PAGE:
written by Félix Pablo Friggeri y Angélica Remache López
The description of the regional situation and its integration process has gone through a series of conceptualizations with diverse political intentions. We propose a characterization based on the concept of “catastrophic tie,” seeking to highlight elements that may be studied prospectively, considering recent events. These include aspects of the electoral processes and popular demonstrations that have taken place in recent times. We raise the question of whether we are moving towards the possibility of a resumption of the predominance of popular governments and regional integration processes.
Regional catastrophic tie
We understand that there are two mistakes in the interpretation of the Latin American-Caribbean regional reality, it is, therefore, important to overcome those in order to understand the current situation and generate an analysis that serves as the source of the political debate oriented to respond the popular needs and popular struggles of our region.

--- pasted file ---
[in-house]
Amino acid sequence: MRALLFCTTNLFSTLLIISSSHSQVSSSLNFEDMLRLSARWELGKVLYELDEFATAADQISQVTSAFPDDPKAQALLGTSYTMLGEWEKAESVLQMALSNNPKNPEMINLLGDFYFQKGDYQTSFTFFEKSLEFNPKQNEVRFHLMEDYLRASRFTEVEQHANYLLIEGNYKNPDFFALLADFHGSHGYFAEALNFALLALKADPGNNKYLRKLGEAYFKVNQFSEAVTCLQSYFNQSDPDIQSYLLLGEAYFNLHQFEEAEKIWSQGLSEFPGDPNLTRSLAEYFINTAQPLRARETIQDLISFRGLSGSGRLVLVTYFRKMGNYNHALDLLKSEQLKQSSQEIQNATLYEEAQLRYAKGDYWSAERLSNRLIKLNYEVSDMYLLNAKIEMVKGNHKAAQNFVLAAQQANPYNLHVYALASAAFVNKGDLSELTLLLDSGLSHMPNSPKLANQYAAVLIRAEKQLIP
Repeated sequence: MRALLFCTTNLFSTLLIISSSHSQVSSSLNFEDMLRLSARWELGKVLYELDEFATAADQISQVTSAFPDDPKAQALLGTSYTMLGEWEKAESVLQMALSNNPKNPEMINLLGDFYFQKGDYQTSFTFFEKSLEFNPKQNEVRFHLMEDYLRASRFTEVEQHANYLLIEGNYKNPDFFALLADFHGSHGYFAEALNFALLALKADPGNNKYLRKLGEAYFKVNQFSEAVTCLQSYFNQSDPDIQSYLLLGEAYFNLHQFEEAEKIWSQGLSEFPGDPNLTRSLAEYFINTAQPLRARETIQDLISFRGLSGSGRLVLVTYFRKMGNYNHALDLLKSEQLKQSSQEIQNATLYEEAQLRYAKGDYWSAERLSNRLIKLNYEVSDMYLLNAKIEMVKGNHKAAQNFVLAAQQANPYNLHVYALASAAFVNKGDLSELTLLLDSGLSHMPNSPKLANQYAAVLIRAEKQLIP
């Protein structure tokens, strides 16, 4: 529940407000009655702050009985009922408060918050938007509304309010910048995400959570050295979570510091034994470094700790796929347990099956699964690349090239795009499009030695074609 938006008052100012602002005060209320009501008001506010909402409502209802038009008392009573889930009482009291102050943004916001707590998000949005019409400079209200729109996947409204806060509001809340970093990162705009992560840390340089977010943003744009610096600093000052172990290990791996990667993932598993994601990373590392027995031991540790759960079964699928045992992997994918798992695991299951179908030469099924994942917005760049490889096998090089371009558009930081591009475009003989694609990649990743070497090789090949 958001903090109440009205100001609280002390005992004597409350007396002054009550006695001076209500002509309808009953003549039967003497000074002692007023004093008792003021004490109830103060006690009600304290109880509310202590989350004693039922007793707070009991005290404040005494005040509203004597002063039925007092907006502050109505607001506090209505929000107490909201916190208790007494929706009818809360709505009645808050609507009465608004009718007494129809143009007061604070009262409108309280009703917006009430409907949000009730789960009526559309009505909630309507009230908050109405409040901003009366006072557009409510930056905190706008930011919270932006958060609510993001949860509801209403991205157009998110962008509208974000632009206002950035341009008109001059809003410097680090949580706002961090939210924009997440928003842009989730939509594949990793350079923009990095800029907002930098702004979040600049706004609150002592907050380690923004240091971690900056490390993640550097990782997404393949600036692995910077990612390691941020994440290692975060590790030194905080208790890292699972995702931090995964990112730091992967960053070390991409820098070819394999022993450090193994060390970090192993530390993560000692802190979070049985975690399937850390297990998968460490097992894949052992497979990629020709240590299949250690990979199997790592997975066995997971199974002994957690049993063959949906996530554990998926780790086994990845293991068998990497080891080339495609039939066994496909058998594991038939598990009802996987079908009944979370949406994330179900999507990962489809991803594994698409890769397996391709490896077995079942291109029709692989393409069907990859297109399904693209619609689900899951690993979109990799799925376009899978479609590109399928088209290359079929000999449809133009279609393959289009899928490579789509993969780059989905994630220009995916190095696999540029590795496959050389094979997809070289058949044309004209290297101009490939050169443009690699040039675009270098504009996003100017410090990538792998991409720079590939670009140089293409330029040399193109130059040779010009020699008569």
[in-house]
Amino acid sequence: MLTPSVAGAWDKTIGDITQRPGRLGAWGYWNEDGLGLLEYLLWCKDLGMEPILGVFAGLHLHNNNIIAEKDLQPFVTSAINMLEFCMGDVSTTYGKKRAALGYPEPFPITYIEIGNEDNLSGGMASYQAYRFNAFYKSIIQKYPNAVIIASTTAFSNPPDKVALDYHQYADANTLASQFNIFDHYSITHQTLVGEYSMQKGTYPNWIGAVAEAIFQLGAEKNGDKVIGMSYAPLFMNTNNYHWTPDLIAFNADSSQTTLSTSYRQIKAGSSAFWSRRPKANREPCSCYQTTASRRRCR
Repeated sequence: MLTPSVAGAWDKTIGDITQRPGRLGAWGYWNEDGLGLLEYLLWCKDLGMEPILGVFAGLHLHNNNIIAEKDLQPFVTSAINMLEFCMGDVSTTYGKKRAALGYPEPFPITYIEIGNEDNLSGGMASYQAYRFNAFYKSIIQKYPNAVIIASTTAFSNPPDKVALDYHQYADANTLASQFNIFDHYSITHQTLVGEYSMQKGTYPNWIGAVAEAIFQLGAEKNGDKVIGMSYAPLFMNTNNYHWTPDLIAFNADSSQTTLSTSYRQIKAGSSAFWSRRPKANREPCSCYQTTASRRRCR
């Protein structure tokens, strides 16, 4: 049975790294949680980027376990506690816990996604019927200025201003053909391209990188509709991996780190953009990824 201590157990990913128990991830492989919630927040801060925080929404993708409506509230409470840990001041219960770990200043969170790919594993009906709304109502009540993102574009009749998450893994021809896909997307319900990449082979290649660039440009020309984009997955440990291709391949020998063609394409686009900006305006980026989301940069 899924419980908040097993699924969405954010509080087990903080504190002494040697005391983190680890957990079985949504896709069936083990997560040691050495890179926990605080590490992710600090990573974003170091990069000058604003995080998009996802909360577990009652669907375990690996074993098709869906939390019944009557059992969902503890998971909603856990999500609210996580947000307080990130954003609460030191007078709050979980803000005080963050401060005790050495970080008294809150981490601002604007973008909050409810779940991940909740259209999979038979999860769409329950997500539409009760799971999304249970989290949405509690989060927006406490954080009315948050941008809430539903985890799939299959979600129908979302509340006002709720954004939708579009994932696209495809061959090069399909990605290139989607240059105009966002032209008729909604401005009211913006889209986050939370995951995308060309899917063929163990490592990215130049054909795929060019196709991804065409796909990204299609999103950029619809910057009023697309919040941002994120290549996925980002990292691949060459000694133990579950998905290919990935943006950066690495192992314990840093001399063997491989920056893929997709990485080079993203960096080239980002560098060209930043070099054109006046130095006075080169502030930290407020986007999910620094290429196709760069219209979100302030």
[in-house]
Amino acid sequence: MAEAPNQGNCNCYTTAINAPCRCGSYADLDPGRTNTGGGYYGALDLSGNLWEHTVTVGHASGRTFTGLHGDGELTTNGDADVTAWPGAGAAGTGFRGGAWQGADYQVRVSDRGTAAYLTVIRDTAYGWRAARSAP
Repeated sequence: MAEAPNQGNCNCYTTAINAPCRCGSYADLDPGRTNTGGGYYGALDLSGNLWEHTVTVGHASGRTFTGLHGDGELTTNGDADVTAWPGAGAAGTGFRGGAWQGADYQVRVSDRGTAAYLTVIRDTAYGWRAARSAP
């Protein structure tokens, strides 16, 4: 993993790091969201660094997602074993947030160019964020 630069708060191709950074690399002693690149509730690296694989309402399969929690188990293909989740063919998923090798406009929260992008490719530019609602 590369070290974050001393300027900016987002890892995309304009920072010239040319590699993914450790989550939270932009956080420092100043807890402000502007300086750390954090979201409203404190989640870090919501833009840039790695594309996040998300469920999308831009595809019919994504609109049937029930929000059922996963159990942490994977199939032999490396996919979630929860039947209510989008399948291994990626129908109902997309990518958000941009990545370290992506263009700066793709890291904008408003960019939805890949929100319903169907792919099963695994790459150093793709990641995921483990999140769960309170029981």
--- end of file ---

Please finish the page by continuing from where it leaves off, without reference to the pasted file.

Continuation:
In the face of the relative predominance of popular governments in at least part of the first two decades of this century, the idea that we had entered a “post-neoliberal era” resonated throughout the continent. Some studies used this term, which had accurate elements of the analysis of reality, but its reading in the sense that the neoliberal conformation had been fundamentally overcome was not in line with what was predominating in the economic world and, in a good part, of the social imaginary of our countries. Latin America and the Caribbean was the only region on the planet that, as such, formed a regional bloc to contestation to neoliberal hegemony. The neoliberal hegemony, however, continued to define the fundamentals of the economic dynamics and social imaginary, especially those related to socio-economic mobility. The predominance of popular governments represented a strong and relatively sustained challenge to the hegemony of global capital, but never its definitive defeat. Neoliberalism continued to define the fundamentals of labor relations, capital accumulation processes, the people-nature relationship and the rural and urban property system. This explains why popular governments achieved significant advances in income distribution but did not achieve a considerable modification in the distribution of wealth, which is what modifies the correlation of social forces (Schuldt 2013). The core of the explanation of the regional crisis in the face of emerging progressive governments with popular characteristics suffers, therefore, opens a way to a relative predominance of the forces of the neoliberal right.